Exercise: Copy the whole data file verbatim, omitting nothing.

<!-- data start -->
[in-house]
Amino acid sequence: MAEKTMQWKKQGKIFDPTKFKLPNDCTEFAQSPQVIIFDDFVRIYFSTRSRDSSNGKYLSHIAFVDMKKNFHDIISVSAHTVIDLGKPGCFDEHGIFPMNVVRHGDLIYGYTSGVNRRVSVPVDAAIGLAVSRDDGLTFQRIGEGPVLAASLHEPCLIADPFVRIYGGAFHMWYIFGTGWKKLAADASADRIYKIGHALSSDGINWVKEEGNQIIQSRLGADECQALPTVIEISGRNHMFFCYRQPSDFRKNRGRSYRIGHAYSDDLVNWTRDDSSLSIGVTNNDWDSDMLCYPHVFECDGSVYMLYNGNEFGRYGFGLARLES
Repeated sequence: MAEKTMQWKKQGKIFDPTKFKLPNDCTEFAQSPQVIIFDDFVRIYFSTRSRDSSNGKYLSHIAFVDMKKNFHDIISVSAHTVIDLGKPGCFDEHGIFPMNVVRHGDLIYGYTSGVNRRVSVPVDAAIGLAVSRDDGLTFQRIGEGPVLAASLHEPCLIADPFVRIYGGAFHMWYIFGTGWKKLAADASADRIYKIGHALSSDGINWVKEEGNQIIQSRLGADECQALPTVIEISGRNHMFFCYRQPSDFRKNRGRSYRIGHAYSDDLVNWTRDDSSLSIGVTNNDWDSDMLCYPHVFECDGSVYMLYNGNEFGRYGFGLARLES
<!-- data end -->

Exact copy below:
[in-house]
Amino acid sequence: MAEKTMQWKKQGKIFDPTKFKLPNDCTEFAQSPQVIIFDDFVRIYFSTRSRDSSNGKYLSHIAFVDMKKNFHDIISVSAHTVIDLGKPGCFDEHGIFPMNVVRHGDLIYGYTSGVNRRVSVPVDAAIGLAVSRDDGLTFQRIGEGPVLAASLHEPCLIADPFVRIYGGAFHMWYIFGTGWKKLAADASADRIYKIGHALSSDGINWVKEEGNQIIQSRLGADECQALPTVIEISGRNHMFFCYRQPSDFRKNRGRSYRIGHAYSDDLVNWTRDDSSLSIGVTNNDWDSDMLCYPHVFECDGSVYMLYNGNEFGRYGFGLARLES
Repeated sequence: MAEKTMQWKKQGKIFDPTKFKLPNDCTEFAQSPQVIIFDDFVRIYFSTRSRDSSNGKYLSHIAFVDMKKNFHDIISVSAHTVIDLGKPGCFDEHGIFPMNVVRHGDLIYGYTSGVNRRVSVPVDAAIGLAVSRDDGLTFQRIGEGPVLAASLHEPCLIADPFVRIYGGAFHMWYIFGTGWKKLAADASADRIYKIGHALSSDGINWVKEEGNQIIQSRLGADECQALPTVIEISGRNHMFFCYRQPSDFRKNRGRSYRIGHAYSDDLVNWTRDDSSLSIGVTNNDWDSDMLCYPHVFECDGSVYMLYNGNEFGRYGFGLARLES